Congresswoman McCollum's Statement on H.R. 2965, Don’t Ask Don’t Tell Repeal Act of 2010
Madam Speaker, I rise today in strong support of H.R. 2965, the Don't Ask Don't Tell Repeal Act of 2010. This will be the second time this year that the House votes to repeal the military's "Don't Ask, Don't Tell" policy, and I urge my colleagues to support it.
Opponents of repeal are out of touch with the American people, out of touch with the American military, and out of excuses. For years, Republicans in the House and Senate have claimed that allowing gays and lesbians to serve openly would threaten unit cohesion. America's troops and military leaders disagree. In the Pentagon's comprehensive review of this issue, 70 percent of service members surveyed believed that repealing "Don't Ask, Don't Tell" would have no negative effect on the performance of their units. The military's top leaders, Secretary of Defense Robert Gates and Chairman of the Joint Chiefs of Staff Admiral Mike Mullen-both appointed by President Bush-have strongly advocated for repealing "Don't Ask, Don't Tell."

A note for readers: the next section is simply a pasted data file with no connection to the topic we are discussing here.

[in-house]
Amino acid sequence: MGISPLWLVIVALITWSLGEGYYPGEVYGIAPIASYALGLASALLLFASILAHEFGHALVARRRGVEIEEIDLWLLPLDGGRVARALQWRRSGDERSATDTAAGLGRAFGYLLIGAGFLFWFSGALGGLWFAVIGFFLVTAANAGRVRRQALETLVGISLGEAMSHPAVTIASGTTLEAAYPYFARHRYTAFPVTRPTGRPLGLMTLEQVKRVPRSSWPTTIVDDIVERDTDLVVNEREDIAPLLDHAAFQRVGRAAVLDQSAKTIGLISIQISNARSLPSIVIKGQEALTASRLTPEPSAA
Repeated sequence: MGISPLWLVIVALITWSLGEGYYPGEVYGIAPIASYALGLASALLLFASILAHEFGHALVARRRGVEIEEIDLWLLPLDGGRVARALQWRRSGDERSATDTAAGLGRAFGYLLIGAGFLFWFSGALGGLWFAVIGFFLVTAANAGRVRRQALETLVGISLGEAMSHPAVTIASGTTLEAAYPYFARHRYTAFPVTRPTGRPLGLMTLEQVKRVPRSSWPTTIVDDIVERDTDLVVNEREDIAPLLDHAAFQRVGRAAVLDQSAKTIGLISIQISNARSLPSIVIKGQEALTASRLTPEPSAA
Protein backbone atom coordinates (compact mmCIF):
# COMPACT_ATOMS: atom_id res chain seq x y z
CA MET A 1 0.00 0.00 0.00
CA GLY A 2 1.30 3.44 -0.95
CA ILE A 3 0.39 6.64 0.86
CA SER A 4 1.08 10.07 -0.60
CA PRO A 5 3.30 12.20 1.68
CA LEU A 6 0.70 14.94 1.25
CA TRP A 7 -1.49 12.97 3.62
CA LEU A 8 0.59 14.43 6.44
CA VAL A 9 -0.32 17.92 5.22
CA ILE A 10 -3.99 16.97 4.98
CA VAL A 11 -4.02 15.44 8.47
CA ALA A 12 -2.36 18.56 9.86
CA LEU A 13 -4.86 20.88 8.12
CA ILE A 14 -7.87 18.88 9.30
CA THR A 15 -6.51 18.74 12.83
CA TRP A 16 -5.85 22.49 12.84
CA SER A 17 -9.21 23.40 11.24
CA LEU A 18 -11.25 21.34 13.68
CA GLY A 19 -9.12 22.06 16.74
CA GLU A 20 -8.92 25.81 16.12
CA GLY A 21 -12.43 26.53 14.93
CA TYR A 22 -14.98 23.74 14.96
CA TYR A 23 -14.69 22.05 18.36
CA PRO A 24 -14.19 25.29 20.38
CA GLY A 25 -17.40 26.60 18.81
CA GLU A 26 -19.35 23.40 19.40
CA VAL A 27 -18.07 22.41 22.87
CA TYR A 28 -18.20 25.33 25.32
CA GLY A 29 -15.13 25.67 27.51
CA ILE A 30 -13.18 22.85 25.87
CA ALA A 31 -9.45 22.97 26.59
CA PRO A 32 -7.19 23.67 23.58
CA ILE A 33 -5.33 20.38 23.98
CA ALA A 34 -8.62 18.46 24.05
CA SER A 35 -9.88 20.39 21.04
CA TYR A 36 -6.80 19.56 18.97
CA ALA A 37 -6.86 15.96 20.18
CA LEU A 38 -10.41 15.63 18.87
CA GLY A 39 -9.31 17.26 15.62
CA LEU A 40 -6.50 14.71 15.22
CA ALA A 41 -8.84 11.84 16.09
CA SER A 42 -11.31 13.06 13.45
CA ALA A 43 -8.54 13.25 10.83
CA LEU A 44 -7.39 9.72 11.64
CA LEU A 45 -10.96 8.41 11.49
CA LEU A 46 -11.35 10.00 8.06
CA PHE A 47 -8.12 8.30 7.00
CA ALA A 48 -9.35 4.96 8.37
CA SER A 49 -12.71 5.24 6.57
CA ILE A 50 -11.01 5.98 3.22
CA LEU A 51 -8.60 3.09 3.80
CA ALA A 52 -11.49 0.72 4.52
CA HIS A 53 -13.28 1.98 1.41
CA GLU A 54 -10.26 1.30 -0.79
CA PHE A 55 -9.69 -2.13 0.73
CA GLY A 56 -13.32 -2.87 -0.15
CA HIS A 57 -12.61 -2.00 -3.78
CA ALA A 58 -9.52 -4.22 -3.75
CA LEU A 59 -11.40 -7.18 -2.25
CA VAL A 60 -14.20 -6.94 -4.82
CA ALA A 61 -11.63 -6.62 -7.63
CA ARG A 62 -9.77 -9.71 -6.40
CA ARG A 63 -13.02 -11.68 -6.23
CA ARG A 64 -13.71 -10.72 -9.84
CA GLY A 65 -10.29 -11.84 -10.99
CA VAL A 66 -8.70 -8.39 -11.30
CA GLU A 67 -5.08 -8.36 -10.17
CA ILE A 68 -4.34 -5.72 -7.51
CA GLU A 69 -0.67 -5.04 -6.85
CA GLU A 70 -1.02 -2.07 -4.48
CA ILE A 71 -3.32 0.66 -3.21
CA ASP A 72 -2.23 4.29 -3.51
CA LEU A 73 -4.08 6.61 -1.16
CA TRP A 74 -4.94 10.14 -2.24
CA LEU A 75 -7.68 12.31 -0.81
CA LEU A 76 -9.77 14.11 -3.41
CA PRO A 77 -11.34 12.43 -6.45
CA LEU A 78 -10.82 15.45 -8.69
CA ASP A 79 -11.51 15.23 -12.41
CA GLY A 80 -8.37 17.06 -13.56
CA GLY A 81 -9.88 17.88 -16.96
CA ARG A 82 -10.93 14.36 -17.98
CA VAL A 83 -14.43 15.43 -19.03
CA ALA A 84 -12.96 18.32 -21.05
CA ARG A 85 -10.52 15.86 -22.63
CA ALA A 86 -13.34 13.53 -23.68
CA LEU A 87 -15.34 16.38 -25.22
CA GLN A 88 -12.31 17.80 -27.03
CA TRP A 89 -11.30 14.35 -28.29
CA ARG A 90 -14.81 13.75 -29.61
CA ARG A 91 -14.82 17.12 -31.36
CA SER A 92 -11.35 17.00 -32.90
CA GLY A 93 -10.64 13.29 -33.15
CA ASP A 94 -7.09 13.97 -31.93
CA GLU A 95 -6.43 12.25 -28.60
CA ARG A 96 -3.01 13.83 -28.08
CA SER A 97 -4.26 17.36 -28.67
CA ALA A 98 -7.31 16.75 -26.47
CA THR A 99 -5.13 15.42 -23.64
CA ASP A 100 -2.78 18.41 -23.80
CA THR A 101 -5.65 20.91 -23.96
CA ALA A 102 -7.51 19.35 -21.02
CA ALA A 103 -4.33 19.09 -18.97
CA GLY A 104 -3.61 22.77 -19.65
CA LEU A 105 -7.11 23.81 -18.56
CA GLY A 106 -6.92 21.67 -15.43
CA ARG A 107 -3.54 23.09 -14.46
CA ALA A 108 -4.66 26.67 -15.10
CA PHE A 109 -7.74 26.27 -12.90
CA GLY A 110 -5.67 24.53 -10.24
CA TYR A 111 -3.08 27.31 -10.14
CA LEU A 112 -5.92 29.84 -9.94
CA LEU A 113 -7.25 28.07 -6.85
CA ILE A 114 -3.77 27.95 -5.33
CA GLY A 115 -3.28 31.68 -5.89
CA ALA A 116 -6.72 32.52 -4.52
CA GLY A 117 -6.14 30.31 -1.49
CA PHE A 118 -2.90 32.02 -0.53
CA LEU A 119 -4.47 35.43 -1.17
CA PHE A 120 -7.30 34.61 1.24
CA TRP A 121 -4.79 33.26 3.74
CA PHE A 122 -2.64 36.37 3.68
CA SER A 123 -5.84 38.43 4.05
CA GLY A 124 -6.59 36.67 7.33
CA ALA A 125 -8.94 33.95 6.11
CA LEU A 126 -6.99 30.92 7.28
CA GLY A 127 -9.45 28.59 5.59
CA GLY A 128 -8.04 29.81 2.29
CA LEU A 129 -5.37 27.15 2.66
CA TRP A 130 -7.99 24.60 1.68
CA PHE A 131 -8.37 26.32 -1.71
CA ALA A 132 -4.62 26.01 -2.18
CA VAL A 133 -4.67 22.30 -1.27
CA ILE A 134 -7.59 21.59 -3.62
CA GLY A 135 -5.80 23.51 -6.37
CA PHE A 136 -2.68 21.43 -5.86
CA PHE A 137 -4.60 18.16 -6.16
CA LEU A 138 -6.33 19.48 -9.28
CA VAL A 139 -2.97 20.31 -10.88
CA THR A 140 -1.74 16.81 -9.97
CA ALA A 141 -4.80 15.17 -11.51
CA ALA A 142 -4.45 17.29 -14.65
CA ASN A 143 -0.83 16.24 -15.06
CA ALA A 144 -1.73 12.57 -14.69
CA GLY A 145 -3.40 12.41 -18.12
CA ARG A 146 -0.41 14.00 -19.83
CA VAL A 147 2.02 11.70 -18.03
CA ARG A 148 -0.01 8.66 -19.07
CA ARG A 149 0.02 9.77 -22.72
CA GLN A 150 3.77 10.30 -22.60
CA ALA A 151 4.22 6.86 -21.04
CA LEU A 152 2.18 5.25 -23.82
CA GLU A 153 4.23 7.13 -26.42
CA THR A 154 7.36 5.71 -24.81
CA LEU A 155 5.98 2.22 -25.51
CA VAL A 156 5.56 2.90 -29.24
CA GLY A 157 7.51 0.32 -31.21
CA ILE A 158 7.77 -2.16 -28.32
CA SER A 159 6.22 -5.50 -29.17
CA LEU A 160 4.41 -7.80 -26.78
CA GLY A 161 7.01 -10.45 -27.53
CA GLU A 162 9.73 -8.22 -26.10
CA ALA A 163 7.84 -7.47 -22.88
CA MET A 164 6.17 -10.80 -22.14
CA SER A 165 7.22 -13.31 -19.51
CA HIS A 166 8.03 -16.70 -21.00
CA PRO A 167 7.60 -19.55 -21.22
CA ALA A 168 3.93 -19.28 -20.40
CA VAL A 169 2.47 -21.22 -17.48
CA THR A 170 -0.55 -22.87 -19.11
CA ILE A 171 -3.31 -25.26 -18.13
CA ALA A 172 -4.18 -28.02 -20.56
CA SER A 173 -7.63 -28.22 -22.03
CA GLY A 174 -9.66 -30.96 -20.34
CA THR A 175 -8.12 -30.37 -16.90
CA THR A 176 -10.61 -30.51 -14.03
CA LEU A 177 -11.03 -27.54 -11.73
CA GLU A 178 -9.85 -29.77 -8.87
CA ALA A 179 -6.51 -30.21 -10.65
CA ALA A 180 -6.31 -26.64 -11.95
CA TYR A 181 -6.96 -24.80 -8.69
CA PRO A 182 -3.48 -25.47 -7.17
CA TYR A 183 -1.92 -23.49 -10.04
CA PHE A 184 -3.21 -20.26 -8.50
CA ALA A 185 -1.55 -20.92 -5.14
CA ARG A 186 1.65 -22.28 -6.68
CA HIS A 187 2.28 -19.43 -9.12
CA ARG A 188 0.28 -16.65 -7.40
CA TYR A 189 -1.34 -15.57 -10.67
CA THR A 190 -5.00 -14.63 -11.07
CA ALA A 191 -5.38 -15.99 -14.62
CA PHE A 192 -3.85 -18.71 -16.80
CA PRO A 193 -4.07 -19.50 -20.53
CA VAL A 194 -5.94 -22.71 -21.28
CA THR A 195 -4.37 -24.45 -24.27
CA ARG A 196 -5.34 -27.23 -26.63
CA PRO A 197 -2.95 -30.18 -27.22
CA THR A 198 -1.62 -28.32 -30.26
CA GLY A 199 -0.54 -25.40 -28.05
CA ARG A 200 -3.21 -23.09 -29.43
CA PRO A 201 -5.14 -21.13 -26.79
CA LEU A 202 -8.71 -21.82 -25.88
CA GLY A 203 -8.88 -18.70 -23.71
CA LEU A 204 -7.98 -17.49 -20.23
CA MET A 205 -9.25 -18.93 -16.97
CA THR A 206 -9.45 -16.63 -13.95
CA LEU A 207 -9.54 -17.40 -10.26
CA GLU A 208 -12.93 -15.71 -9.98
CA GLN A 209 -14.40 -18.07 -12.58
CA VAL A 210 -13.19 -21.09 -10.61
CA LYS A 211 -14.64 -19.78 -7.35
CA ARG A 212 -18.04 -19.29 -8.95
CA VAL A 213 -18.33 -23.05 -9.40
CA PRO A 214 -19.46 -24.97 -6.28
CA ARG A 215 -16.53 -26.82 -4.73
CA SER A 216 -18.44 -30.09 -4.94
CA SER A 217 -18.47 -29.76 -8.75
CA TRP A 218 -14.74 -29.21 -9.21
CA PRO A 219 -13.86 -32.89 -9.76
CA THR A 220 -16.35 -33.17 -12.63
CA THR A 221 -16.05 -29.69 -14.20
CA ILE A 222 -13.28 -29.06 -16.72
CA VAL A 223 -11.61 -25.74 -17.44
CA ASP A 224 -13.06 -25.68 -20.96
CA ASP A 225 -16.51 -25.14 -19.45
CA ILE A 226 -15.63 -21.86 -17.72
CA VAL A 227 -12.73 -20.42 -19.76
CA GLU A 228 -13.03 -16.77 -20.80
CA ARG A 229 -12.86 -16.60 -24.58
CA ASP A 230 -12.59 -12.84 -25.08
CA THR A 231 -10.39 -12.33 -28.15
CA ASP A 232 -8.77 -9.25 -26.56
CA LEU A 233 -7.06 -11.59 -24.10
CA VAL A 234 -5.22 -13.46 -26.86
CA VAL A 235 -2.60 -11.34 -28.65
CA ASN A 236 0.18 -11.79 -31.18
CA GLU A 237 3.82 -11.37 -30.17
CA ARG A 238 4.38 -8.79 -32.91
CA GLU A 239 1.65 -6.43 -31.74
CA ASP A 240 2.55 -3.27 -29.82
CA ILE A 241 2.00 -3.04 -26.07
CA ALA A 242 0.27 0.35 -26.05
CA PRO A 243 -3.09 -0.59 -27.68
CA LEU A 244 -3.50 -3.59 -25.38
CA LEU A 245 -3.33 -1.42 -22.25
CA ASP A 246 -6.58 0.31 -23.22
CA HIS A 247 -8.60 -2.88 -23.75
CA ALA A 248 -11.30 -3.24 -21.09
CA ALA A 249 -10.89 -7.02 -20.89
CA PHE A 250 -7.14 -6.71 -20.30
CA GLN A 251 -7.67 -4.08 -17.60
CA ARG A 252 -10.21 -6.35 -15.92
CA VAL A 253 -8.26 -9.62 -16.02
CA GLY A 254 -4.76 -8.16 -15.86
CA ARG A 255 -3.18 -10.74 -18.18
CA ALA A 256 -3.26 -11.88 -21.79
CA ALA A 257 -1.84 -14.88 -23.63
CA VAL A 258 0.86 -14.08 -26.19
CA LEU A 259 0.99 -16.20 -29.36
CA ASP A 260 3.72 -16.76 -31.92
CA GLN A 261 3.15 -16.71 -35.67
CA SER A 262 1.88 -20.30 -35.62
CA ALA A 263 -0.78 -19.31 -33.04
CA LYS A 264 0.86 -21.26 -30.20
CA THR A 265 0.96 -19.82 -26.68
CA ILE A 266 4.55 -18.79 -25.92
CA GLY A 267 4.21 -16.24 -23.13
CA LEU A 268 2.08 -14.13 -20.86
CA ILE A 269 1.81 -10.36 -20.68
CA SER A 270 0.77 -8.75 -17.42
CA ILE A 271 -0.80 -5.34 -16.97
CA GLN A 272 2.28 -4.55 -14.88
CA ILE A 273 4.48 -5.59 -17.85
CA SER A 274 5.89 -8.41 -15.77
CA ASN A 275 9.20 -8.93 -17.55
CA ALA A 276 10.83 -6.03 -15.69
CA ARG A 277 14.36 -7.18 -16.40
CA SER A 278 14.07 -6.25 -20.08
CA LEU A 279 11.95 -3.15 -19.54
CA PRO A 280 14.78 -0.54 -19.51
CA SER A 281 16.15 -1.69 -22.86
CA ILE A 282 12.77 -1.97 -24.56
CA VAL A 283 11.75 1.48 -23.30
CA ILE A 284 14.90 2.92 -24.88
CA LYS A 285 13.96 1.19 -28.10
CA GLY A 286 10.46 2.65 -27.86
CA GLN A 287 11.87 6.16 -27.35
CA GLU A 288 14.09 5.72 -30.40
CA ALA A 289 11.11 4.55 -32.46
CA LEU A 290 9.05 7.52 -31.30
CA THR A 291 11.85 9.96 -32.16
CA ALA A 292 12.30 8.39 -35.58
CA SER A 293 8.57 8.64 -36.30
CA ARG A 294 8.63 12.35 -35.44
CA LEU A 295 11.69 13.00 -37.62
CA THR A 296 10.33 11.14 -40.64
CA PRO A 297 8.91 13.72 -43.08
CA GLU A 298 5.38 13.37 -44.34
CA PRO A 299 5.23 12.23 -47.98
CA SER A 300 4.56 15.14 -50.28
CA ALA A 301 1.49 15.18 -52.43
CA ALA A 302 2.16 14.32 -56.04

At a time when our military is fighting two wars, "Don't Ask, Don't Tell" is hampering our Armed Forces, and harming our national security. According to a GAO report, the military had discharged over 750 mission-critical service members by 2003 because of "Don't Ask, Don't Tell," including over 320 service members with language skills-such as Arabic and Pashto-that are critical to our success in Iraq and Afghanistan. As reported by the Washington Post, there are an estimated 66,000 gay Americans currently serving in the military; that's 66,000 American troops who could be discharged tomorrow simply because they are gay.
Madam Speaker, today I will vote to end a policy of open discrimination against a group of courageous Americans-men and women who proudly serve in the Armed Forces and put their lives on the line to defend our country. For thousands of gay and lesbian veterans who have been discharged from the military over the years, Congress has acted too late. Nonetheless, it is time to honor their service by providing a new generation of patriotic gay and lesbian Americans the opportunity to serve our country proudly and openly.
I urge my colleagues to join me in passing H.R. 2965, and I call upon Members of the Senate to do the right thing by repealing this destructive policy once and for all.